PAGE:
The Geography of Digital Access

By Melanie Wood

As part of their fellowship term, each bcFELLOW declares a public interest area for study. Themes such as density, connectivity, public space, practice, equity or others are explored.  Over the course of the fellowship year, each Fellow will share discoveries made during their investigations with final work published for public benefit.

Areas of Dallas with no wired broadband service or only one provider.  National Broadband Map . US Dept of Commerce, National Telecommunications and Information Administration.

Areas of Dallas with no wired broadband service or only one provider. National Broadband Map. US Dept of Commerce, National Telecommunications and Information Administration.

How do local choices in digital connectivity shape both the way we access knowledge and our interactions with the city as a whole?

A little more than a year ago in the wake of the Arab Spring, the United Nations issued a report declaring internet access to be a human right.¹ Although this assertion was initially intended as a response to government interference with existing access in the face of civil unrest, a lack of affordable choices for internet service creates an equally problematic barrier. While widespread agreement on the internet’s status as a right remains uncertain, few would argue the internet’s capacity to expand the information and opportunities available to individuals, families, and communities.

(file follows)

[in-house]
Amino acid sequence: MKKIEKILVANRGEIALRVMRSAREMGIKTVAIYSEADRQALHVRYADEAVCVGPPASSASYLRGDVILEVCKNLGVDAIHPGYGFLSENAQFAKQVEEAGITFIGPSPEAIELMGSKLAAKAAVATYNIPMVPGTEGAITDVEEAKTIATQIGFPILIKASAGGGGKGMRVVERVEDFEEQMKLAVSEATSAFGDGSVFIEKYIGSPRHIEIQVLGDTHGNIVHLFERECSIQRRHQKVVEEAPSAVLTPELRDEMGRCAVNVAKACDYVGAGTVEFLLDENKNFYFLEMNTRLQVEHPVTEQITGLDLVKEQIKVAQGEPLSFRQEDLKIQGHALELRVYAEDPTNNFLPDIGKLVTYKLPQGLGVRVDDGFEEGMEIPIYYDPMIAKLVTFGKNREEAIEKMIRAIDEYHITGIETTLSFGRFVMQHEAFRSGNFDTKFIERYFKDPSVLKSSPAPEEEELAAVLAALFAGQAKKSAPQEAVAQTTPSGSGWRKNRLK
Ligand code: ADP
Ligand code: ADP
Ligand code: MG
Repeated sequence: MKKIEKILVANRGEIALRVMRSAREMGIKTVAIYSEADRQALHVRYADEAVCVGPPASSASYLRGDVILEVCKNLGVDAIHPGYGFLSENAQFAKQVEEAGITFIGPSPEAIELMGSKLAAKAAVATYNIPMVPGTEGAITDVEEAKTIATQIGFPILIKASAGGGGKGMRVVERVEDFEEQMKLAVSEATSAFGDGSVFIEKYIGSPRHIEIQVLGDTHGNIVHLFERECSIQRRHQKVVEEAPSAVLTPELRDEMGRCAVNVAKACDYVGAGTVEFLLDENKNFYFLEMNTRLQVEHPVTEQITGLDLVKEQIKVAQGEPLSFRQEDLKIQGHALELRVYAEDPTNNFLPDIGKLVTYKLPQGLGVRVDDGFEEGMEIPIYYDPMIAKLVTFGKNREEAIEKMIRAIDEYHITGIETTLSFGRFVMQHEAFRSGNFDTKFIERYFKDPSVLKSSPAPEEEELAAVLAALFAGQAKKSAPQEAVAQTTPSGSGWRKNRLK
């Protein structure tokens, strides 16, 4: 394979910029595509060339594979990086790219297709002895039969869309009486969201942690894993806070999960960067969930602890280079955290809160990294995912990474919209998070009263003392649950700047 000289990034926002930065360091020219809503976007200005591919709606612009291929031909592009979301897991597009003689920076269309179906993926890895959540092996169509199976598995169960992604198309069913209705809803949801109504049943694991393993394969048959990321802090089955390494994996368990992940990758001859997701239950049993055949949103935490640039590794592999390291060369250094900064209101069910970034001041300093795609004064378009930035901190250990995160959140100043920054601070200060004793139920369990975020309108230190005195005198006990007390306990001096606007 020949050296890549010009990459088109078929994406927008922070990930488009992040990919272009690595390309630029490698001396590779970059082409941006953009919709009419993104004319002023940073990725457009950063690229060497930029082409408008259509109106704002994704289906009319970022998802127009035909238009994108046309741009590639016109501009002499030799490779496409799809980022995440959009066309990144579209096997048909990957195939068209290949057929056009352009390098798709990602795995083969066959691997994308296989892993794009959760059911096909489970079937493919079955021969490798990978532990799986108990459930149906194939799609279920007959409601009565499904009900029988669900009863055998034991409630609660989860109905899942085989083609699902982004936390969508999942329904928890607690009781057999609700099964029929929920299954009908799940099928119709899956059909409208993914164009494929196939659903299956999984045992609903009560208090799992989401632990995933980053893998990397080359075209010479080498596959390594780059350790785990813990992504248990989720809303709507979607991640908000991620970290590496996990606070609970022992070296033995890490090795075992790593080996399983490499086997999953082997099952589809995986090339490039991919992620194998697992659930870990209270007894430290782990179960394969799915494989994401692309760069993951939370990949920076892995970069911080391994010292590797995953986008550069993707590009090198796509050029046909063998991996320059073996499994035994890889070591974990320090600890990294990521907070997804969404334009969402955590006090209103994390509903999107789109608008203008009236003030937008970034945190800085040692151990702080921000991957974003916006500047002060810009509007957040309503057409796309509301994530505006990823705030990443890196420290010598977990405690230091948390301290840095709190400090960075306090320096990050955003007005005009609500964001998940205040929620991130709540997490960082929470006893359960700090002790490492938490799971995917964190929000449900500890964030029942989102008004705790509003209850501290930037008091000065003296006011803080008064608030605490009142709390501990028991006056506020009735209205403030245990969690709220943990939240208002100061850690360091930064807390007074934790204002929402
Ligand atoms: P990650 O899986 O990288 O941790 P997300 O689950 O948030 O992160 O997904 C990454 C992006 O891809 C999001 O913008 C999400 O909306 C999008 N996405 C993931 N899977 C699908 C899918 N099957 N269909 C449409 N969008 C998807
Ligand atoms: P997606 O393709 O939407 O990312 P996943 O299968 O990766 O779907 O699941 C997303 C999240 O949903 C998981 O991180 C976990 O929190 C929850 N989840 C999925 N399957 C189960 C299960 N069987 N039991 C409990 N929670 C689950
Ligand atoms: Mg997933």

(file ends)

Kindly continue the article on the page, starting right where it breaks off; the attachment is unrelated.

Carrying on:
Historically, universal service, the process of extending critical infrastructure like electricity and telephone service at comparable pricing to all areas of the country, played a major role in the physical and economic development of the United States. However, numerous factors, including shifting performance expectations, evolving technologies and a market-driven expansion model, make achieving universal internet service a more difficult proposition.

Dallas, a city that features both the world headquarters of AT&T and pronounced, geographically-compartmentalized economic disparity, is in many ways an ideal location to study the interplay between the physical, economic and social factors that shape our interactions with the internet and, in turn, the city as a whole. This research effort seeks to document access to and quality of digital connectivity in Dallas, including local infrastructure, affordability and availability; understand how people are accessing and using digital services; and explore methods to enhance digital access among communities with limited options for internet service in Dallas.

1. UN Human Rights Council. Report of the Special Rapporteur on the promotion and protection of the right to freedom of opinion and expression. 16 May 2011.

Melanie Wood, a 2011 and 2012 bcFELLOW, is from Indiana and is interested in design, fiction, mapping, and the democratization of technologies.